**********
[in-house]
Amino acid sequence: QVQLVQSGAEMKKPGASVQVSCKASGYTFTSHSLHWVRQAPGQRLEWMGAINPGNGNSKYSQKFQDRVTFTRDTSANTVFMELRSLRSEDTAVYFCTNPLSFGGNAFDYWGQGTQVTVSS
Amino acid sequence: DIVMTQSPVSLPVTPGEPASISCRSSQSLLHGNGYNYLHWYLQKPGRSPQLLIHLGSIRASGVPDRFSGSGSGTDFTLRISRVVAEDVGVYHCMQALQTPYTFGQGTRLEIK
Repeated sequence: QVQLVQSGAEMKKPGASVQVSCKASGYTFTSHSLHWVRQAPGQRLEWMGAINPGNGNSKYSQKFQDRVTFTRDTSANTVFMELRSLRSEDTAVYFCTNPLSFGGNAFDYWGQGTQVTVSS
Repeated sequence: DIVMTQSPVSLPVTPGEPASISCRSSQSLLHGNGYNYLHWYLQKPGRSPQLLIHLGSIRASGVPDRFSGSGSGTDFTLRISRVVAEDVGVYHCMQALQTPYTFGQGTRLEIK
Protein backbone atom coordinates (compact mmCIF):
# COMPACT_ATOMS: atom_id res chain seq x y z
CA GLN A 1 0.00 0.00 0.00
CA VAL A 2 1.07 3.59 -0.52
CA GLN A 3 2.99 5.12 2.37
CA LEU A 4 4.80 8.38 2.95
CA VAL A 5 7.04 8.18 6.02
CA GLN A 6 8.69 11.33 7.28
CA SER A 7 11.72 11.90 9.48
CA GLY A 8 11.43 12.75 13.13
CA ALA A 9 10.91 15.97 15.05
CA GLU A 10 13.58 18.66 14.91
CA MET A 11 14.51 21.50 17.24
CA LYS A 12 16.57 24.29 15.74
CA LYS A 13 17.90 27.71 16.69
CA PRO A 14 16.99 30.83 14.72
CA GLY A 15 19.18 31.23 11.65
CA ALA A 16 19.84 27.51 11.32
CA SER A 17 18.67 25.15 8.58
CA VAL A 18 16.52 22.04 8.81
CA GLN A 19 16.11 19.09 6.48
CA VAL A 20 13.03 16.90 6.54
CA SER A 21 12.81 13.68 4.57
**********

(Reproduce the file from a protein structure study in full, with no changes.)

[in-house]
Amino acid sequence: QVQLVQSGAEMKKPGASVQVSCKASGYTFTSHSLHWVRQAPGQRLEWMGAINPGNGNSKYSQKFQDRVTFTRDTSANTVFMELRSLRSEDTAVYFCTNPLSFGGNAFDYWGQGTQVTVSS
Amino acid sequence: DIVMTQSPVSLPVTPGEPASISCRSSQSLLHGNGYNYLHWYLQKPGRSPQLLIHLGSIRASGVPDRFSGSGSGTDFTLRISRVVAEDVGVYHCMQALQTPYTFGQGTRLEIK
Repeated sequence: QVQLVQSGAEMKKPGASVQVSCKASGYTFTSHSLHWVRQAPGQRLEWMGAINPGNGNSKYSQKFQDRVTFTRDTSANTVFMELRSLRSEDTAVYFCTNPLSFGGNAFDYWGQGTQVTVSS
Repeated sequence: DIVMTQSPVSLPVTPGEPASISCRSSQSLLHGNGYNYLHWYLQKPGRSPQLLIHLGSIRASGVPDRFSGSGSGTDFTLRISRVVAEDVGVYHCMQALQTPYTFGQGTRLEIK
Protein backbone atom coordinates (compact mmCIF):
# COMPACT_ATOMS: atom_id res chain seq x y z
CA GLN A 1 0.00 0.00 0.00
CA VAL A 2 1.07 3.59 -0.52
CA GLN A 3 2.99 5.12 2.37
CA LEU A 4 4.80 8.38 2.95
CA VAL A 5 7.04 8.18 6.02
CA GLN A 6 8.69 11.33 7.28
CA SER A 7 11.72 11.90 9.48
CA GLY A 8 11.43 12.75 13.13
CA ALA A 9 10.91 15.97 15.05
CA GLU A 10 13.58 18.66 14.91
CA MET A 11 14.51 21.50 17.24
CA LYS A 12 16.57 24.29 15.74
CA LYS A 13 17.90 27.71 16.69
CA PRO A 14 16.99 30.83 14.72
CA GLY A 15 19.18 31.23 11.65
CA ALA A 16 19.84 27.51 11.32
CA SER A 17 18.67 25.15 8.58
CA VAL A 18 16.52 22.04 8.81
CA GLN A 19 16.11 19.09 6.48
CA VAL A 20 13.03 16.90 6.54
CA SER A 21 12.81 13.68 4.57